Fathers - your relationship with your baby
fathers; dads; play; learning; role;
When fathers are involved with their babies they do better in all sorts of ways later in life including better relationships, education, employment and health.
Dads have a special and important role in their children's lives. They are vital to babies even if the babies do not seem to respond to them much in the early weeks.
Every contact you have with your baby will help him develop and learn about himself and the world. This helps shape his brain for future success. When fathers are involved with their babies they do better in all sorts of ways later in life including better relationships, education, employment and health.
There is a topic Being a dad on the Parenting and Child Health section of this website.
The Raising Children Network has many videos for dads
At the beginning babies do not know anything about their new world, but there are things that they can do straight away, and some things that they quickly learn how to do.
Here are some of the things your baby can do in the first few weeks:
- Suck! When babies are born they can already suck to feed, though some need to practice this for a while to become really good at it. Some even suck their fingers or thumbs right from the start.
- From birth babies turn their head when their cheek is touched so that they can attach to the breast or bottle for a feed.
- He will soon start to watch your face when you are talking with him – many babies are doing this by 6 weeks, some a little earlier (perhaps by 4 weeks) and some a bit later (by 8 weeks).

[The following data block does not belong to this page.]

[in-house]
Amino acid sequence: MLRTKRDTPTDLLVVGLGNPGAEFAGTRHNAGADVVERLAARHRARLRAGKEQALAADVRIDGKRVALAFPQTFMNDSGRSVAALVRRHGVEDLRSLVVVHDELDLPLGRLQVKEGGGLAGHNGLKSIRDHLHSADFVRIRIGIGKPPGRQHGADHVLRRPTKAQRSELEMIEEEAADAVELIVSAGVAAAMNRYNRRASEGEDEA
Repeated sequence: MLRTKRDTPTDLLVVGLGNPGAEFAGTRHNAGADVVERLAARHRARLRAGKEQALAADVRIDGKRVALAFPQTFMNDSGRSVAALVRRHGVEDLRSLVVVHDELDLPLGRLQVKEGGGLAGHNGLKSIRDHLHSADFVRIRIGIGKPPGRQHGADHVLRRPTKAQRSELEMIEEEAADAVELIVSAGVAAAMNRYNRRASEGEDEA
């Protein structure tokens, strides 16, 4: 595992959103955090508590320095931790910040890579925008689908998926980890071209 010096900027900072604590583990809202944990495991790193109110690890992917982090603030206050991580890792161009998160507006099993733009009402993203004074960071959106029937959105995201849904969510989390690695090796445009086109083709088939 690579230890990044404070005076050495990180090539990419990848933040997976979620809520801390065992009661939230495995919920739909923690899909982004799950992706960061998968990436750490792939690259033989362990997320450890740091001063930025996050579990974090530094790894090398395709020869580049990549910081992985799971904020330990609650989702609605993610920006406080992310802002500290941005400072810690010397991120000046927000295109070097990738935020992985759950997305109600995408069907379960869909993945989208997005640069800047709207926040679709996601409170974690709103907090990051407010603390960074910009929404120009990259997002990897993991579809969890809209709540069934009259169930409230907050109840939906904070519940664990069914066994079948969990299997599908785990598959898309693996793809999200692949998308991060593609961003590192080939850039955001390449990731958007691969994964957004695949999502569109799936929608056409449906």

- Babies start to smile by 5-7 weeks, and laugh aloud by 3 months.
- By 2 to 3 months his eyes can follow you around when you move. In the early weeks his eyes may look in different directions some of the time, but by 6 weeks they usually look in the same direction.
- From birth babies open and close their hands and move their arms and legs, but they do not have any control over these movements.
- By 6 to 8 weeks he will be able to lift his head for a moment when he is lying on his tummy.
- By 2 months babies can kick their legs strongly when they are lying on their back.
Even from the beginning babies can cry, and sometimes may cry a lot. There is more about this in the topic 'Fathers – settling a baby'.
If your baby could talk, this is what she might say to you
When you are with me I like you to:
- smile or gurgle back at me if I smile or gurgle at you
- see if you can see what I am looking at and tell me about it – "That is the light."
- don't get 'in my face' with toys, I see best if things aren't too close
- when I get tired or sick of something give me a break – you will know because I will look away, or close my eyes, or maybe cry
- if you are helping me, perhaps changing my nappy or giving me a bath, talk to me while looking at me and tell me what you are doing – this helps me to start learning about the world
- if I am playing, maybe looking at and touching a toy, just watch and tell me what I am doing. Let me finish with what I am doing before you do something else with me.
- I like you walking around with me and showing me bright things and new shapes.
- Holding me is the best way to help me when I am upset. I feel safe in your arms. You could hold me in a C position under your arm, or over your shoulder.
- I love being in a sling and you can do something else as well such as shopping, hanging out washing, or going for a walk.